Pierre was born and brought up as a Catholic. Indeed, he wants to train as a priest but this does not work out as priests are required to sing and he has a terrible singing voice. As a result, he trains as a teacher’s assistant. We follow his adventures from here. He cannot find a job as a teaching assistant in his village but meets someone who sends him off to another village. There he gets a job in a school attached to the local church. He also falls for Lilou, elder sister of one of his pupils. Eventually, they creep up to his attic bedroom one night but the priest hears them in their passion and comes to the door. She jumps from the window so his reputation is saved. Unfortunately, the room is high and she is killed in the jump. Pierre flees. After a series of further adventures he ends up at the Abbey of Bonnecombe, where he meets Antoine de Guiscard (whom you will see mentioned in this link (in French), as commendatory abbot, i.e. an abbot who is in charge but is not part of a religious order and is not involved directly in the religious activities of the abbey.) Pierre becomes a commensal, i.e. someone who eats, works and lives in the monastery but does not take religious orders. His name is changed to Simon.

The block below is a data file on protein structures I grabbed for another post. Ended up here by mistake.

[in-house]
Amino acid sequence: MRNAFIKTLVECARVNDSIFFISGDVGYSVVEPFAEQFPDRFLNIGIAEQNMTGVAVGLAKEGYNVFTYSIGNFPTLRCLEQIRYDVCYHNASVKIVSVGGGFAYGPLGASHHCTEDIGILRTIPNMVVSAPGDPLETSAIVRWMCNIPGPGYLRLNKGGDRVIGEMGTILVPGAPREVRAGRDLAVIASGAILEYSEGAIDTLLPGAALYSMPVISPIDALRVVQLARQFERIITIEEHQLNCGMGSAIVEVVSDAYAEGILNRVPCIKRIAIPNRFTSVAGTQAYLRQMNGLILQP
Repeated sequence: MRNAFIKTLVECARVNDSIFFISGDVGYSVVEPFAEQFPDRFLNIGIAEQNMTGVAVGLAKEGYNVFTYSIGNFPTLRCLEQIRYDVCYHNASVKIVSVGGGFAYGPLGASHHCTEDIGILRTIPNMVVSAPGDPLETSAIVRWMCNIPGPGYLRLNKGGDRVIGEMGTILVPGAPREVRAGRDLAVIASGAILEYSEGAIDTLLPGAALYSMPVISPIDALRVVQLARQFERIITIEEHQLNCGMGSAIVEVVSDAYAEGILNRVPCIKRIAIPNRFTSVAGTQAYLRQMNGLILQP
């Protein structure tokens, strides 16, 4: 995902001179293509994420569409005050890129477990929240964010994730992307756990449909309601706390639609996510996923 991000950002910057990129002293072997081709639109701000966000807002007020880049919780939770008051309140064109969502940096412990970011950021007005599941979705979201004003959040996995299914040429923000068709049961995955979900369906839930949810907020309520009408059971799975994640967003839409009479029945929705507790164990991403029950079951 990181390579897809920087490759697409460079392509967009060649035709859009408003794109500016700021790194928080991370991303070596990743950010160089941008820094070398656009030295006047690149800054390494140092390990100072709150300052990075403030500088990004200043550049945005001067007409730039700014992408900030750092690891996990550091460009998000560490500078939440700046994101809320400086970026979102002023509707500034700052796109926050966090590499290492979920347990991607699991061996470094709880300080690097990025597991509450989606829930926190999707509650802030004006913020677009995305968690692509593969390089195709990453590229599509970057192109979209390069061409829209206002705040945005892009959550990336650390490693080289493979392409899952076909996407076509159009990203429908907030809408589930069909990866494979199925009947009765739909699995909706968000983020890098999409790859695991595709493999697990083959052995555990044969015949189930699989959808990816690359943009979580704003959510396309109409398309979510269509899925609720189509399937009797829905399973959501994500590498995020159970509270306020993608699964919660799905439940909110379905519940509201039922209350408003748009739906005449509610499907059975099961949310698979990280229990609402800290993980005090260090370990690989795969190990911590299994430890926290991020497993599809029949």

He has various jobs while at the abbey. He starts off working for the blacksmith, Brother Eloi. Brother Eloi turns out, like several of the other commensals, to be descended from an aristocratic family. As a result, de Guiscard comes to him to learn what Brother Eloi learned from his grandfather about the Magnum Opus, a term relating to alchemy. Both de Guiscard and Simon are taken to a secret place to learn about it but Simon faints and, when he is revived later his duties are transferred. In the discussion between de Guiscard and Brother Eloi, Brother Eloi calls the Magnum Opus a chimaera, not the last time this word will be used for an impossible dream. Brother Simon’s time with the librarian also introduces him to mysteries but, finally, he becomes a mendicant and travels round the region.